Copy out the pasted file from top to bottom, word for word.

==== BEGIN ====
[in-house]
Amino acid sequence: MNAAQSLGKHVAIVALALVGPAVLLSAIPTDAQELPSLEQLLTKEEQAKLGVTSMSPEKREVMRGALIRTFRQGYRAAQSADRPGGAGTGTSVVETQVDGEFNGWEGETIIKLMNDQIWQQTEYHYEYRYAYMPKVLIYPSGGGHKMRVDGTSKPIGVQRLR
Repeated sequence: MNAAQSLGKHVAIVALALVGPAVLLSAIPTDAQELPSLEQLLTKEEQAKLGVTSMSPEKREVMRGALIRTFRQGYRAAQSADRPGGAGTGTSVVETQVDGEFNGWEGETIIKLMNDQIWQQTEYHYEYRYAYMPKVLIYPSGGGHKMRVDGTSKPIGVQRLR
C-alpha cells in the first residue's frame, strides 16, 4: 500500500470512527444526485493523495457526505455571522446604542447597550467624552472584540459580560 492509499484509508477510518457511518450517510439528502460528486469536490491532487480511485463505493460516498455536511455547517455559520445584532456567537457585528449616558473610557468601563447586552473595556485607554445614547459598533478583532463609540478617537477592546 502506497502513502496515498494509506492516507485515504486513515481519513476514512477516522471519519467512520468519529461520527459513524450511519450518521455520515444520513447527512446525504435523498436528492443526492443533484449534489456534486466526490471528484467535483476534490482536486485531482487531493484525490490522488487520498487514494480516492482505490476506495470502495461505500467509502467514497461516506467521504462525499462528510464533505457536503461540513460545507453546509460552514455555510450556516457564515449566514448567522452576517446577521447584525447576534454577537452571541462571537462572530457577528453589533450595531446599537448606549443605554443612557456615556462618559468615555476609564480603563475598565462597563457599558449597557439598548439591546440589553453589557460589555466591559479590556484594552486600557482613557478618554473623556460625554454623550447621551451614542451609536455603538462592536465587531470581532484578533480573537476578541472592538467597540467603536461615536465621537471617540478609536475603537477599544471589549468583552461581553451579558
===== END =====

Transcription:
[in-house]
Amino acid sequence: MNAAQSLGKHVAIVALALVGPAVLLSAIPTDAQELPSLEQLLTKEEQAKLGVTSMSPEKREVMRGALIRTFRQGYRAAQSADRPGGAGTGTSVVETQVDGEFNGWEGETIIKLMNDQIWQQTEYHYEYRYAYMPKVLIYPSGGGHKMRVDGTSKPIGVQRLR
Repeated sequence: MNAAQSLGKHVAIVALALVGPAVLLSAIPTDAQELPSLEQLLTKEEQAKLGVTSMSPEKREVMRGALIRTFRQGYRAAQSADRPGGAGTGTSVVETQVDGEFNGWEGETIIKLMNDQIWQQTEYHYEYRYAYMPKVLIYPSGGGHKMRVDGTSKPIGVQRLR
C-alpha cells in the first residue's frame, strides 16, 4: 500500500470512527444526485493523495457526505455571522446604542447597550467624552472584540459580560 492509499484509508477510518457511518450517510439528502460528486469536490491532487480511485463505493460516498455536511455547517455559520445584532456567537457585528449616558473610557468601563447586552473595556485607554445614547459598533478583532463609540478617537477592546 502506497502513502496515498494509506492516507485515504486513515481519513476514512477516522471519519467512520468519529461520527459513524450511519450518521455520515444520513447527512446525504435523498436528492443526492443533484449534489456534486466526490471528484467535483476534490482536486485531482487531493484525490490522488487520498487514494480516492482505490476506495470502495461505500467509502467514497461516506467521504462525499462528510464533505457536503461540513460545507453546509460552514455555510450556516457564515449566514448567522452576517446577521447584525447576534454577537452571541462571537462572530457577528453589533450595531446599537448606549443605554443612557456615556462618559468615555476609564480603563475598565462597563457599558449597557439598548439591546440589553453589557460589555466591559479590556484594552486600557482613557478618554473623556460625554454623550447621551451614542451609536455603538462592536465587531470581532484578533480573537476578541472592538467597540467603536461615536465621537471617540478609536475603537477599544471589549468583552461581553451579558